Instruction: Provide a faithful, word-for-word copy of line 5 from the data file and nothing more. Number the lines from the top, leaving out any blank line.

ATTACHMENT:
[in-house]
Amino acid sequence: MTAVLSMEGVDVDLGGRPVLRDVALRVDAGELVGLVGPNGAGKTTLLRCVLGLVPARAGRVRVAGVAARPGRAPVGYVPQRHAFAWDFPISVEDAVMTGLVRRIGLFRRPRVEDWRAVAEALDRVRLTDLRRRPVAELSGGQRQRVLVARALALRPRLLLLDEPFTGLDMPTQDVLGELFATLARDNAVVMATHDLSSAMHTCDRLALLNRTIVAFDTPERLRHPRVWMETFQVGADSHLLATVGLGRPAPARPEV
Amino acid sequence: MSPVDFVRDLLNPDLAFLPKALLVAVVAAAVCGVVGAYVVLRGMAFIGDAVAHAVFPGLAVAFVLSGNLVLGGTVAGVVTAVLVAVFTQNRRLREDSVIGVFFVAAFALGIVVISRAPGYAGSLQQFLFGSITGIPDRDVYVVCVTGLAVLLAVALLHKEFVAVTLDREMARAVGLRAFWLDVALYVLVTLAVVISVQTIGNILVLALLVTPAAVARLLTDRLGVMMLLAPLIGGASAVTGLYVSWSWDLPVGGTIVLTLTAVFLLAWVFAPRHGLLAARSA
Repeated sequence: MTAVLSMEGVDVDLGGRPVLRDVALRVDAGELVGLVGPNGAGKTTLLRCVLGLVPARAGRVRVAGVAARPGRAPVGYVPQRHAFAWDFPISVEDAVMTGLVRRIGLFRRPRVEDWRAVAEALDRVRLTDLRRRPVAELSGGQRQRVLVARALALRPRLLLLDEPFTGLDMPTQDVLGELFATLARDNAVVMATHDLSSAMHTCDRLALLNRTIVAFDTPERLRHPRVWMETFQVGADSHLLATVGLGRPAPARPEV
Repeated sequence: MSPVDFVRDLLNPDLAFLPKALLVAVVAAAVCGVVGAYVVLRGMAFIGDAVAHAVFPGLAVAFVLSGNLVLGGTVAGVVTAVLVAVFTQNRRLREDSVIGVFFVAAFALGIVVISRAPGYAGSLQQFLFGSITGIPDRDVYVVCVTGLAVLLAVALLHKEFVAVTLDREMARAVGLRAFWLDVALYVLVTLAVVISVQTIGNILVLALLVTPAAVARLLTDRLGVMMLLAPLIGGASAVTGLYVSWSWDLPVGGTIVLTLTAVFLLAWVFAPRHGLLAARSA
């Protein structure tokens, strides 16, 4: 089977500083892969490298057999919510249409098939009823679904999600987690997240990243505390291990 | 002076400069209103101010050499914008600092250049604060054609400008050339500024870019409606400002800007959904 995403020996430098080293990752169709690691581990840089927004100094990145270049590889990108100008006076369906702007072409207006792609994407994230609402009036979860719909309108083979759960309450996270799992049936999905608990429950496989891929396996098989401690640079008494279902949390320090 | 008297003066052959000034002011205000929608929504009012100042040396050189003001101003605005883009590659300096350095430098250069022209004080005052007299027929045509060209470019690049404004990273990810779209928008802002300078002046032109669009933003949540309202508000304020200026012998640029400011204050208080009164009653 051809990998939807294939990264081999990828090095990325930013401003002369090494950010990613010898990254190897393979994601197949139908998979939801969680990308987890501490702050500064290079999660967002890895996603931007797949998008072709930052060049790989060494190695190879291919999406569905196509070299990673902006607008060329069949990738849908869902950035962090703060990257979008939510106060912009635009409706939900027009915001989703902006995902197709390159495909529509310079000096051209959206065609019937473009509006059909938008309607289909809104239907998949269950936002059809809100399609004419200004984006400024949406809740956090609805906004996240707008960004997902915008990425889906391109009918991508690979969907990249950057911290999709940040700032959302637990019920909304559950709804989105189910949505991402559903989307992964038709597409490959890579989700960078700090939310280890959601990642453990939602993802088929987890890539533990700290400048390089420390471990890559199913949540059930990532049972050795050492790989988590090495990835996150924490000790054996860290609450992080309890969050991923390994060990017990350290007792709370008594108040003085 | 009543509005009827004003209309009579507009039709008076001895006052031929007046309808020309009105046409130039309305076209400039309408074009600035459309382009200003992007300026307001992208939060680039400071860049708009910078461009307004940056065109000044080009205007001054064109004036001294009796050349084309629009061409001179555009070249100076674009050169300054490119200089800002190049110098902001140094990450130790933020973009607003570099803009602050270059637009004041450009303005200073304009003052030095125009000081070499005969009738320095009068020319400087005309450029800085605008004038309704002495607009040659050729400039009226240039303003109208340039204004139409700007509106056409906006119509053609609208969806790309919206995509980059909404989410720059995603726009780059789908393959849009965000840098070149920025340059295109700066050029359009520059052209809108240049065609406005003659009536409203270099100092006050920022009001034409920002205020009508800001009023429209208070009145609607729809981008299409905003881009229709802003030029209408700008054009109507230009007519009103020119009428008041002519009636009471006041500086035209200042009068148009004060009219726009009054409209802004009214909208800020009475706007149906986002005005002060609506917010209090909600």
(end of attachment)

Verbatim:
Repeated sequence: MSPVDFVRDLLNPDLAFLPKALLVAVVAAAVCGVVGAYVVLRGMAFIGDAVAHAVFPGLAVAFVLSGNLVLGGTVAGVVTAVLVAVFTQNRRLREDSVIGVFFVAAFALGIVVISRAPGYAGSLQQFLFGSITGIPDRDVYVVCVTGLAVLLAVALLHKEFVAVTLDREMARAVGLRAFWLDVALYVLVTLAVVISVQTIGNILVLALLVTPAAVARLLTDRLGVMMLLAPLIGGASAVTGLYVSWSWDLPVGGTIVLTLTAVFLLAWVFAPRHGLLAARSA